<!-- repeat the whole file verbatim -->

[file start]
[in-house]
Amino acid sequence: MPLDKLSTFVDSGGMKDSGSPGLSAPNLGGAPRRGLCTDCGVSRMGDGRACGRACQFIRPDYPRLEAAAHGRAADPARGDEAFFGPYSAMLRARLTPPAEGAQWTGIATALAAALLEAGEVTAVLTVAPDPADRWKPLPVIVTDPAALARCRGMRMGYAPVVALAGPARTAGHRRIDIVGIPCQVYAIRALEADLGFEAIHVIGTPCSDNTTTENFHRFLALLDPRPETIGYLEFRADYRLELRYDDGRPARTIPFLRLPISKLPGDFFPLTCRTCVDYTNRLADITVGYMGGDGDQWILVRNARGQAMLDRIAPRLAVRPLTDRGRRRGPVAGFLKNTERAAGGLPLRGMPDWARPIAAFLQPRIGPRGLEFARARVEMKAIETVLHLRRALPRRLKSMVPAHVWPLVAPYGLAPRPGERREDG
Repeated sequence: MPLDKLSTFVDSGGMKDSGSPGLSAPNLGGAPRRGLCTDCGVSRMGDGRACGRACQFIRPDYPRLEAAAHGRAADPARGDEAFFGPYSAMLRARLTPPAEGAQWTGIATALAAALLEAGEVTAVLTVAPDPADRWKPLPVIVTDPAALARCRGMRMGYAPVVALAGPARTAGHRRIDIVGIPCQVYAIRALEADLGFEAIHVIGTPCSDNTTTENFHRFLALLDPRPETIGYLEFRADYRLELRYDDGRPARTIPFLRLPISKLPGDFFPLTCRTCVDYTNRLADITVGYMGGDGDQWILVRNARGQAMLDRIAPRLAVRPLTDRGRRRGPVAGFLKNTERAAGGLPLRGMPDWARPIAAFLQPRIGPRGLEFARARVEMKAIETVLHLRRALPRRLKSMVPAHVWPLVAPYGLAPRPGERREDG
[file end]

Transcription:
[in-house]
Amino acid sequence: MPLDKLSTFVDSGGMKDSGSPGLSAPNLGGAPRRGLCTDCGVSRMGDGRACGRACQFIRPDYPRLEAAAHGRAADPARGDEAFFGPYSAMLRARLTPPAEGAQWTGIATALAAALLEAGEVTAVLTVAPDPADRWKPLPVIVTDPAALARCRGMRMGYAPVVALAGPARTAGHRRIDIVGIPCQVYAIRALEADLGFEAIHVIGTPCSDNTTTENFHRFLALLDPRPETIGYLEFRADYRLELRYDDGRPARTIPFLRLPISKLPGDFFPLTCRTCVDYTNRLADITVGYMGGDGDQWILVRNARGQAMLDRIAPRLAVRPLTDRGRRRGPVAGFLKNTERAAGGLPLRGMPDWARPIAAFLQPRIGPRGLEFARARVEMKAIETVLHLRRALPRRLKSMVPAHVWPLVAPYGLAPRPGERREDG
Repeated sequence: MPLDKLSTFVDSGGMKDSGSPGLSAPNLGGAPRRGLCTDCGVSRMGDGRACGRACQFIRPDYPRLEAAAHGRAADPARGDEAFFGPYSAMLRARLTPPAEGAQWTGIATALAAALLEAGEVTAVLTVAPDPADRWKPLPVIVTDPAALARCRGMRMGYAPVVALAGPARTAGHRRIDIVGIPCQVYAIRALEADLGFEAIHVIGTPCSDNTTTENFHRFLALLDPRPETIGYLEFRADYRLELRYDDGRPARTIPFLRLPISKLPGDFFPLTCRTCVDYTNRLADITVGYMGGDGDQWILVRNARGQAMLDRIAPRLAVRPLTDRGRRRGPVAGFLKNTERAAGGLPLRGMPDWARPIAAFLQPRIGPRGLEFARARVEMKAIETVLHLRRALPRRLKSMVPAHVWPLVAPYGLAPRPGERREDG